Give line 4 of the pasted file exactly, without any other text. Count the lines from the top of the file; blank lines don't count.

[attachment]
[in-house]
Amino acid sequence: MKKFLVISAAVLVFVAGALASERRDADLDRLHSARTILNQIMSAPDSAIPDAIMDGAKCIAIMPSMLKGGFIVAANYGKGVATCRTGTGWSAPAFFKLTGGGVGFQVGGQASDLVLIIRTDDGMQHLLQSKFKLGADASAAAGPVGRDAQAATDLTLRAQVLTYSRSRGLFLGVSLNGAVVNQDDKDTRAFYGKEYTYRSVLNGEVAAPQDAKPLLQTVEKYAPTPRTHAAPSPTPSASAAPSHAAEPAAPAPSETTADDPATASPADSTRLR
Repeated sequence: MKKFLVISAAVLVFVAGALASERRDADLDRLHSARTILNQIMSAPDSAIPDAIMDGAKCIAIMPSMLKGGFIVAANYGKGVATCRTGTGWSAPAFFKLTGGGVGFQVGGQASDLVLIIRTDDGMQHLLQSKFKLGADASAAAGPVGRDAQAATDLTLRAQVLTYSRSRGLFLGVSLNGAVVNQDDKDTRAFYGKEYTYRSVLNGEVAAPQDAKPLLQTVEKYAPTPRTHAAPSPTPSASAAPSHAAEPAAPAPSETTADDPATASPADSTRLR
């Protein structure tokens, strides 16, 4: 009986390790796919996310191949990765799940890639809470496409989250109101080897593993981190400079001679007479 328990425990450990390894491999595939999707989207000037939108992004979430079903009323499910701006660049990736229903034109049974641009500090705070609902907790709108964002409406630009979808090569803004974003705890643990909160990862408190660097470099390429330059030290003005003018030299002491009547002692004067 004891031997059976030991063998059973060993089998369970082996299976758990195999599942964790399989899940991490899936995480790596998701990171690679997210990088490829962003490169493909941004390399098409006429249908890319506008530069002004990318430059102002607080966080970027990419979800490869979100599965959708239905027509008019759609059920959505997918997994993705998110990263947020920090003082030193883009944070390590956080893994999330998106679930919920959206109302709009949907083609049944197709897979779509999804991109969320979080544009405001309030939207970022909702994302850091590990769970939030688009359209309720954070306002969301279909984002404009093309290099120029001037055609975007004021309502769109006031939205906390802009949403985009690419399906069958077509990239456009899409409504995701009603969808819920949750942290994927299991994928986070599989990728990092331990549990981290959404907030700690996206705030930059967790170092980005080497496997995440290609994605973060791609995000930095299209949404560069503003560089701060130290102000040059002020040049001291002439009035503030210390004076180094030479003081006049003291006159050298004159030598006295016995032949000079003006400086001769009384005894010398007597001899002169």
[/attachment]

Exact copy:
């Protein structure tokens, strides 16, 4: 009986390790796919996310191949990765799940890639809470496409989250109101080897593993981190400079001679007479 328990425990450990390894491999595939999707989207000037939108992004979430079903009323499910701006660049990736229903034109049974641009500090705070609902907790709108964002409406630009979808090569803004974003705890643990909160990862408190660097470099390429330059030290003005003018030299002491009547002692004067 004891031997059976030991063998059973060993089998369970082996299976758990195999599942964790399989899940991490899936995480790596998701990171690679997210990088490829962003490169493909941004390399098409006429249908890319506008530069002004990318430059102002607080966080970027990419979800490869979100599965959708239905027509008019759609059920959505997918997994993705998110990263947020920090003082030193883009944070390590956080893994999330998106679930919920959206109302709009949907083609049944197709897979779509999804991109969320979080544009405001309030939207970022909702994302850091590990769970939030688009359209309720954070306002969301279909984002404009093309290099120029001037055609975007004021309502769109006031939205906390802009949403985009690419399906069958077509990239456009899409409504995701009603969808819920949750942290994927299991994928986070599989990728990092331990549990981290959404907030700690996206705030930059967790170092980005080497496997995440290609994605973060791609995000930095299209949404560069503003560089701060130290102000040059002020040049001291002439009035503030210390004076180094030479003081006049003291006159050298004159030598006295016995032949000079003006400086001769009384005894010398007597001899002169």